“A woman like that must meet an end like that.”
An interesting detour by drama master, Naruse, whose majority of films (filmed in the ‘60s at least) were in colour and dealt with less noiresque plots. This film however retains that trademark drama he is most known for with Naruse exploring the psychology of his characters despite the deviance from his typical narrative approach. There are no easy answers provided but neither is the film overly harsh in its portrayal of reality.
The wife (Sayuri) of an architect (Sugimoto) has been strangled. She was a woman who was unconcerned with keeping her promiscuity a secret even from her husband. Sugimoto is a kind man whose heart has calloused over: he is affected by his wife’s infidelity no longer. Her death surprises few. Sugimoto is, of course, immediately suspected by the police, but he has an alibi – he was with a long-time friend, Tashiro. We follow all of this from Tashiro’s perspective. He is perplexed about something even before hearing about the murder it seems. It is apparent from the beginning of the film that he has something to hide. Another central character to the story is Kato, a friend of Sayuri. She often lent Sayuri her apartment; this was also the place where she entertained her many lovers. When Tashiro attends the wake, Kato seems to recognize him. He says he does not know her. Tashiro’s wife, Masako, however is observant and notices these things. Kato later tells Sugimoto that a face has been disturbing her. She recalls that she saw Tashiro and Sayuri leaving her apartment one night. Later, she mistakes a stranger on the street for Tashiro. Sugimoto is concerned and pensive but always composed. He confronts Tashiro privately and later, Tashiro confesses that he had an affair with Sayuri. After a few brief moments of joy taking his family to an amusement park called Dreamland (a not-so-subtle nudge), he has a nervous breakdown and takes off work to recuperate at a mountainside retreat. He is suicidal and guilt-ridden but indecisive and unaware of how he is affecting everyone around him.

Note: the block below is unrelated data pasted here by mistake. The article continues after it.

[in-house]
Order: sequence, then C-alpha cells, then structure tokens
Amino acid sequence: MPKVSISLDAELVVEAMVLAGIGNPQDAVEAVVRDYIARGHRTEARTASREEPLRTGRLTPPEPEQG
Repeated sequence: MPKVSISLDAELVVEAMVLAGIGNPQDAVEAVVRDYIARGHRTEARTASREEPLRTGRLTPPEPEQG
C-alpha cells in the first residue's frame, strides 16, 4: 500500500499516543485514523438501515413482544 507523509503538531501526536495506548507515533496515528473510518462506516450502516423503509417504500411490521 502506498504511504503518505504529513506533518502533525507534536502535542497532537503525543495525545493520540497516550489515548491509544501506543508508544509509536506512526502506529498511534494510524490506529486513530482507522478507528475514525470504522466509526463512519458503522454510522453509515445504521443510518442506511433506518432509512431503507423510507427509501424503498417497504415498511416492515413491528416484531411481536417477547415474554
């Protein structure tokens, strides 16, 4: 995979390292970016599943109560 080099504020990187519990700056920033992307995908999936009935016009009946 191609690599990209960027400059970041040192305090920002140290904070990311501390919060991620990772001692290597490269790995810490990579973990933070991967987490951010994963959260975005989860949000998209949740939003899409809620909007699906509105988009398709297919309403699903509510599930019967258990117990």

Like a film by Chabrol, the relationships of the characters and how they develop is the focus; the crime is merely a backdrop. The story is not treated as a mystery for the killer is revealed halfway through the film; intrigue does not hinge upon the “who” but the “why.” The psychology of the killer is what interests Naruse most – “That fine line between reality and dream,” the killer says. It is never truly revealed whether the murder was intentional or the unfortunate result of playing a dangerous game. The killer is wracked with guilt but cannot be sure if the lure to cross that line into the ultimate taboo act (murder) was too great to resist.
Naruse has crafted another minimalist film that tackles its subject from an odd angle. Some viewers may not appreciate the flow of the film and lack of action but keep in mind that this is typical of a Naruse film. The most interesting aspect of the film is how certain characters truly believe the killer to be incapable of such an act. Naruse continues to prod this detail subtly, providing a very harrowing and (for Naruse) a very pessimistic view of man’s innate nature. The film explores remorse and responsibility, conformity and instinct in Naruse’s inimitable style.